Dell’s new IdeaStorm Web site, which invites the public to post ideas and product suggestions to the company, has exploded with interest in desktop Linux. Thousands of site community members have asked Dell to preinstall several different versions of Linux on desktop and laptop computers, prompting Dell to take steps toward definitive action.
The company, however, stopped short of promising to deliver Linux preinstalled on desktops and laptops. Dell only indicated in a statement on its Web site that it’s working with Novell to certify its corporate client products for Linux, including Dell’s OptiPlex desktops, Latitude notebooks and Dell Precision workstations.
“This is another step towards ensuring that our customers have a good experience with Linux on our systems,” the company noted.
As for non-enterprise Linux solutions, an actual delivery or certification plan remains elusive.
“As this community knows, there is no single customer preference for a distribution of Linux. In the last week, the IdeaStorm community suggested more than half a dozen distributions. We don’t want to pick one distribution and alienate users with a preference for another,” Dell stated. “We want users to have the opportunity to help define the market for Linux on desktop and notebook systems. In addition to working with Novell, we are also working with other distributors and evaluating the possibility of additional certifications across our product line.”
Profitability Questions Arise
Because Linux is essentially a free operating system, it seems on the surface that Dell could offer Linux preinstalled on a desktop PC at a lower cost than offering Windows. The buyer wouldn’t have to pay for Windows Vista, which retails for around US$200 for the Home Basic version.
Customers might expect a significant cost decrease in buying a Linux-based desktop, however the current economics don’t support those customer expectations. Dell, for instance, pays significantly less than retail prices for Windows Vista, so Dell can’t simply cut its own PC retail prices by $200.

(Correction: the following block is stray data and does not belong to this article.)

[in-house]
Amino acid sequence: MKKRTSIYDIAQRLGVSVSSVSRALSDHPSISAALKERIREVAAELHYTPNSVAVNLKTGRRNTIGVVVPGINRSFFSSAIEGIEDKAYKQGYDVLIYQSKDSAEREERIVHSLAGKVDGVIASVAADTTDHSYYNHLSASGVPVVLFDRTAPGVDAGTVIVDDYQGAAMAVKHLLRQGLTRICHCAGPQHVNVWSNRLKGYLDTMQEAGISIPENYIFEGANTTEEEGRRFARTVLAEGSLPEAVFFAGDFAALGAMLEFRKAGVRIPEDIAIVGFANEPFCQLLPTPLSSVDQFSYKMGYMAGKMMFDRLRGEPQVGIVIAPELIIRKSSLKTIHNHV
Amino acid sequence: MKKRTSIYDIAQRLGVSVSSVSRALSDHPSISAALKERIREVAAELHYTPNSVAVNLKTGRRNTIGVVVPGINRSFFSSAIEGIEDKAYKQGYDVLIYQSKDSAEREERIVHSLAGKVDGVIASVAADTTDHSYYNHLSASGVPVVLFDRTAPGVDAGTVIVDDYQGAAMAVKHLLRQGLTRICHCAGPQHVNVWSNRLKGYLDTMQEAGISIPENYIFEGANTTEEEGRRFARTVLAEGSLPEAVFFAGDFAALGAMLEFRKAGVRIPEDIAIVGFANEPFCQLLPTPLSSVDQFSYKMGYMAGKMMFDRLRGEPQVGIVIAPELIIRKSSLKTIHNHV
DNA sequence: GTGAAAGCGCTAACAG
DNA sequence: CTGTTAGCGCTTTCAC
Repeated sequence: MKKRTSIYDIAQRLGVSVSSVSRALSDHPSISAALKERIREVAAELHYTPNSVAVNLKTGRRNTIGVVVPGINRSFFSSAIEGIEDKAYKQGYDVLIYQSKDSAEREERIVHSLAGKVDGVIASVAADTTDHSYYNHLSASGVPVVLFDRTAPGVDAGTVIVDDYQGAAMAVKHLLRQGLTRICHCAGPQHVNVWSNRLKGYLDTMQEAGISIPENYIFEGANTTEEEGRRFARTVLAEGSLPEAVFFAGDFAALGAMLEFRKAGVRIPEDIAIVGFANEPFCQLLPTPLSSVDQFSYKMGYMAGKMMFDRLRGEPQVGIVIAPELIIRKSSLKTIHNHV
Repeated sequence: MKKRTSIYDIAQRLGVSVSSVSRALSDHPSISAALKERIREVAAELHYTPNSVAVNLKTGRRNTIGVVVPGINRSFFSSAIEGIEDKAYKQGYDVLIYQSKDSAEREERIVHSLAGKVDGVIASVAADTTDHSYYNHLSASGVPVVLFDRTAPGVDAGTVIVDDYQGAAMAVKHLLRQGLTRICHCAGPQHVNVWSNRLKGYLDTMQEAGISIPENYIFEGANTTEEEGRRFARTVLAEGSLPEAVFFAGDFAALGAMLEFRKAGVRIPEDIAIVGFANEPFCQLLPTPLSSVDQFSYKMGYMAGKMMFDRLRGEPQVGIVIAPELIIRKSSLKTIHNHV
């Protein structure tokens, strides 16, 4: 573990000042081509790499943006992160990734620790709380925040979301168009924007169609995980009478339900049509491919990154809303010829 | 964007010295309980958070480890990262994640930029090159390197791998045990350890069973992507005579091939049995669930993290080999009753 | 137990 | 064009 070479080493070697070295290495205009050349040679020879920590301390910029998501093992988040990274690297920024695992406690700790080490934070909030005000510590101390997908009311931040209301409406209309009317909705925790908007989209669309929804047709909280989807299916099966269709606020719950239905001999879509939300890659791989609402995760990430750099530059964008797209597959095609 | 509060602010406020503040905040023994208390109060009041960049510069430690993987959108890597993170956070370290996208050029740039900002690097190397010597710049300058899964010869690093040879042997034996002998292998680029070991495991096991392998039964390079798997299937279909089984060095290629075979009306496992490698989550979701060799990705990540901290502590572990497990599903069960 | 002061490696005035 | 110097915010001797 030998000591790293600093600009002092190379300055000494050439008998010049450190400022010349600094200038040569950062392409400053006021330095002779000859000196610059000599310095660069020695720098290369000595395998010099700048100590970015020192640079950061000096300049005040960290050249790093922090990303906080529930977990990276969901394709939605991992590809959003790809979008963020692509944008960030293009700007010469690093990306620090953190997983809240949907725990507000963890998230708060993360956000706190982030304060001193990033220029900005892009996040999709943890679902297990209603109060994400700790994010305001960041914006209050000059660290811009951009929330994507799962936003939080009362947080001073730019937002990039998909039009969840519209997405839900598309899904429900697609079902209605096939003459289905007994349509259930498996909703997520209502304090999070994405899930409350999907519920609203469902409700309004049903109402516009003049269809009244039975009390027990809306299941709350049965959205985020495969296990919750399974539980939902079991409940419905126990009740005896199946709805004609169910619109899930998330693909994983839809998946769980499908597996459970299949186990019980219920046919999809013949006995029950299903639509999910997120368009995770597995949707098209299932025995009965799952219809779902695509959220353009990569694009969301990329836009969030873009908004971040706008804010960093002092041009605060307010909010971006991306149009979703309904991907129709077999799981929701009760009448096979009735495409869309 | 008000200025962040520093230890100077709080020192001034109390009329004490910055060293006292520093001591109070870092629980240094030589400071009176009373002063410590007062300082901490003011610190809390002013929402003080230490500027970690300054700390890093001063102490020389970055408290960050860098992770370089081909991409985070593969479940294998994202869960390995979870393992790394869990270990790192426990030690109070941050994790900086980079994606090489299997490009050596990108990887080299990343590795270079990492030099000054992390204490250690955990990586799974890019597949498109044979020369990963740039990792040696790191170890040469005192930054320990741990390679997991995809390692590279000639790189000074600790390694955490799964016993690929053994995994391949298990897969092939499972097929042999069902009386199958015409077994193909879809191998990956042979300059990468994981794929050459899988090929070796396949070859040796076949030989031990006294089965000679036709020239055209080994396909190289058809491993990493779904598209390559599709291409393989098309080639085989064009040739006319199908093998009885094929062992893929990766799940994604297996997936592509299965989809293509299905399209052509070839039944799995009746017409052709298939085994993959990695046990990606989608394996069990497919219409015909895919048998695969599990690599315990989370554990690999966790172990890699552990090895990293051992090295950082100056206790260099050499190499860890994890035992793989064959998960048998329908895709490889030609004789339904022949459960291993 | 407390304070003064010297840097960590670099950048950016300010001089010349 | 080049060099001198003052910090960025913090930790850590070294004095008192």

Upside Down Numbers
“Dell has always had a problem with Linux,” Rob Enderle, president and principal analyst of the Enderle Group, told LinuxInsider. “The numbers — at least on the desktop — are upside down and they have to watch margins hard. There is more support cost surrounding Linux.”
With Linux, Dell won’t get any incentives from Microsoft for customer support, nor will the computer maker get device driver support, Enderle explained.
“The last time Dell did the cost test, Linux came out negative,” Enderle added. “If they can get the same price for a Linux box [as a Windows box], it works out, but if they have to discount for the cost of Vista it comes out negative.”
A Better Option?
With customers clamoring for Linux, Dell is in the difficult position of trying to please everyone. A better option, Enderle said, would be to provide Novell and Red Hat, for example, with a specification for an implementation of desktop Linux that would provide a high level of compatibility with Windows and sport a look and feel similar to that of Mac OS X, for example.
Using the best implementation, Dell could then position the result initially for consumer and small and medium businesses, but grow it as it matured and gained acceptance.
“The trick is, they have to be able to charge the same or more than they charge for Windows to make this work, and for that they need the offering to look premium,” Enderle explained. “Otherwise, the numbers don’t work for them on the desktop.”